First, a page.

Traffic police

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For the process used in communications networks, see Traffic policing (communications).

Traffic police or traffic officers,[1] often referred to colloquially as traffic cops, are police officers who direct traffic or serve in a traffic or roads policing unit enforcing rules of the road. Traffic police include officers who patrol major roads and also police who address traffic infractions on other roads. It has been noted that:

...traffic police, who are regarded as peripheral to most police forces, participate in both authoritative intervention and symbolic justice. Perhaps alone of all the assignments, traffic police are full-service police. They are different from the rest, however, because their work is limited to a particular venue — namely, public thoroughfares — and to particular people — namely, those who operate motor vehicles. But in terms of work, traffic police are detectives as well as patrol officers.[2]

History[edit]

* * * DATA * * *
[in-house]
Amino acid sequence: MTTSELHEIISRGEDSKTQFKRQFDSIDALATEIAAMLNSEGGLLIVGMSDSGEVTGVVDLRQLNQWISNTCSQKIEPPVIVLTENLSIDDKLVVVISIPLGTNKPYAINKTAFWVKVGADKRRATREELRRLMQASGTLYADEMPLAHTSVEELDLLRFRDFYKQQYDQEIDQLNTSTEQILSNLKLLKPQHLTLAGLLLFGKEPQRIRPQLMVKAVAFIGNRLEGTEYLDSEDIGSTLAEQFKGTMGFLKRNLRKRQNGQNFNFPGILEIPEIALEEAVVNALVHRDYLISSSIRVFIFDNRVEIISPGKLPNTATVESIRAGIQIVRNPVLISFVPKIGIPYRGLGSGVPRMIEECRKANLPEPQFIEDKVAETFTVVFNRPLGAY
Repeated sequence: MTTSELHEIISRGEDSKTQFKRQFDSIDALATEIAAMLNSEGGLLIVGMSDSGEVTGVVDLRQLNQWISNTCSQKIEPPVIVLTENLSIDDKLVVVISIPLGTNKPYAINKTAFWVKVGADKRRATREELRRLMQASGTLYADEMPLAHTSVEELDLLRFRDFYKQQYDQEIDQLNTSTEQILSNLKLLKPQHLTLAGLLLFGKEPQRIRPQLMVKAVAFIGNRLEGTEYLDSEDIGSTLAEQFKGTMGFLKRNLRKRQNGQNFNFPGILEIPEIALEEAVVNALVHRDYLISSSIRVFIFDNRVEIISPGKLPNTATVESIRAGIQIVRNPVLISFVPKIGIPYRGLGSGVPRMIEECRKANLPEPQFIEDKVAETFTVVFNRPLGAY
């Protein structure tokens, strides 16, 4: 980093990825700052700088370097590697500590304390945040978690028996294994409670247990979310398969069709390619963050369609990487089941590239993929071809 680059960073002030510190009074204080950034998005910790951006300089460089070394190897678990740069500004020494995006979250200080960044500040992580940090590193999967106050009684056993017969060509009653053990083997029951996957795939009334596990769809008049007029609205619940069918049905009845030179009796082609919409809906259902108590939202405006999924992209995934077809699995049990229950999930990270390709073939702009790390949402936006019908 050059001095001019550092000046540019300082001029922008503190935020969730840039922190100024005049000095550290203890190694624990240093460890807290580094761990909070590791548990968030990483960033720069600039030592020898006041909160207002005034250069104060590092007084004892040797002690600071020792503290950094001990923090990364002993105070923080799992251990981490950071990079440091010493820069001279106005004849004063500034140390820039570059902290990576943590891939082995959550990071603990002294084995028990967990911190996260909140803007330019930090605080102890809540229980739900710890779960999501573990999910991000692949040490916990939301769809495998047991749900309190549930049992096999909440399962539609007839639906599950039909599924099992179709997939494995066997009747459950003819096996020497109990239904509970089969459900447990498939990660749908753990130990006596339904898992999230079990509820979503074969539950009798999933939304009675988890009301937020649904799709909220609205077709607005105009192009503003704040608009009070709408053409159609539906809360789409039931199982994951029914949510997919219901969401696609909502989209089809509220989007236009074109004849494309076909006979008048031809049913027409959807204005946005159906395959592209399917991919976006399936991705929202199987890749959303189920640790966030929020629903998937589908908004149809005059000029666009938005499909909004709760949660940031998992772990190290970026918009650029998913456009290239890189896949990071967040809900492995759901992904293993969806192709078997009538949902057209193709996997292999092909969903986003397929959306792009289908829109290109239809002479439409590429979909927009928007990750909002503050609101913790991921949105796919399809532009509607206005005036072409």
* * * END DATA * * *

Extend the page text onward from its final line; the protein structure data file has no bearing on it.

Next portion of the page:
Traffic police have existed in some form for nearly three centuries:

Road traffic began to increase in volume and speed during the eighteenth century, and the above mix of practices led to a clear need for some legal rule-making. In response, in 1722 the lord mayor of London appointed three men to ensure that traffic kept to the left and did not stop on London Bridge. They were possibly the world's first traffic police.[3]

Examples of traffic police departments[edit]

Traffic officers who are not sworn police officers[edit]

References[edit]

  1. ^ United States Department of Transportation, National Highway Traffic Safety Administration, National Committee on Uniform Traffic Laws and Ordinances, Traffic Laws Annotated 1979 (1981), p. 17.
  2. ^ David H. Bayley, Police for the Future (1996), p. 34.
  3. ^ M. G. Lay, Ways of the World: A History of the World's Roads and of the Vehicles That Used Them (1992), p. 199.

See also[edit]